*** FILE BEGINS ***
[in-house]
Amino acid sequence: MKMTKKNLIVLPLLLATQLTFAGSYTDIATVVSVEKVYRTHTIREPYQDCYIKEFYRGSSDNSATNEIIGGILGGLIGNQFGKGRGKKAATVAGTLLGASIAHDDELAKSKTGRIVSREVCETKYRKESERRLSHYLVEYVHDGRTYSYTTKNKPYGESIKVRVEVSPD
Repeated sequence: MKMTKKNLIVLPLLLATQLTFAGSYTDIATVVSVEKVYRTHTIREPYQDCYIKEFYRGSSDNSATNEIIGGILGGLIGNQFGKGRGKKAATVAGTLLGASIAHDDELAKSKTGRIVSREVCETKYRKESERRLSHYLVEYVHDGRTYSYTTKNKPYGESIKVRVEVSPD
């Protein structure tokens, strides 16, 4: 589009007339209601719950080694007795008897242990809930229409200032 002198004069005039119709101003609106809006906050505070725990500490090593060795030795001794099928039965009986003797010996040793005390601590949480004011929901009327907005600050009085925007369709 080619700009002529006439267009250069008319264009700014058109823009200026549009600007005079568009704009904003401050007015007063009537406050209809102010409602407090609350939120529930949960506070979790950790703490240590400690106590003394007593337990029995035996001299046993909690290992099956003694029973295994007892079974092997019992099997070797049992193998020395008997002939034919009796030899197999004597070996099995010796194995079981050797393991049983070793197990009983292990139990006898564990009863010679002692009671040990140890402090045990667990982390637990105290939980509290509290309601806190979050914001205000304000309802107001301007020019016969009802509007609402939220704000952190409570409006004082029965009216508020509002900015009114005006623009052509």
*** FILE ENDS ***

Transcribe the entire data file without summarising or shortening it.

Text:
[in-house]
Amino acid sequence: MKMTKKNLIVLPLLLATQLTFAGSYTDIATVVSVEKVYRTHTIREPYQDCYIKEFYRGSSDNSATNEIIGGILGGLIGNQFGKGRGKKAATVAGTLLGASIAHDDELAKSKTGRIVSREVCETKYRKESERRLSHYLVEYVHDGRTYSYTTKNKPYGESIKVRVEVSPD
Repeated sequence: MKMTKKNLIVLPLLLATQLTFAGSYTDIATVVSVEKVYRTHTIREPYQDCYIKEFYRGSSDNSATNEIIGGILGGLIGNQFGKGRGKKAATVAGTLLGASIAHDDELAKSKTGRIVSREVCETKYRKESERRLSHYLVEYVHDGRTYSYTTKNKPYGESIKVRVEVSPD
């Protein structure tokens, strides 16, 4: 589009007339209601719950080694007795008897242990809930229409200032 002198004069005039119709101003609106809006906050505070725990500490090593060795030795001794099928039965009986003797010996040793005390601590949480004011929901009327907005600050009085925007369709 080619700009002529006439267009250069008319264009700014058109823009200026549009600007005079568009704009904003401050007015007063009537406050209809102010409602407090609350939120529930949960506070979790950790703490240590400690106590003394007593337990029995035996001299046993909690290992099956003694029973295994007892079974092997019992099997070797049992193998020395008997002939034919009796030899197999004597070996099995010796194995079981050797393991049983070793197990009983292990139990006898564990009863010679002692009671040990140890402090045990667990982390637990105290939980509290509290309601806190979050914001205000304000309802107001301007020019016969009802509007609402939220704000952190409570409006004082029965009216508020509002900015009114005006623009052509």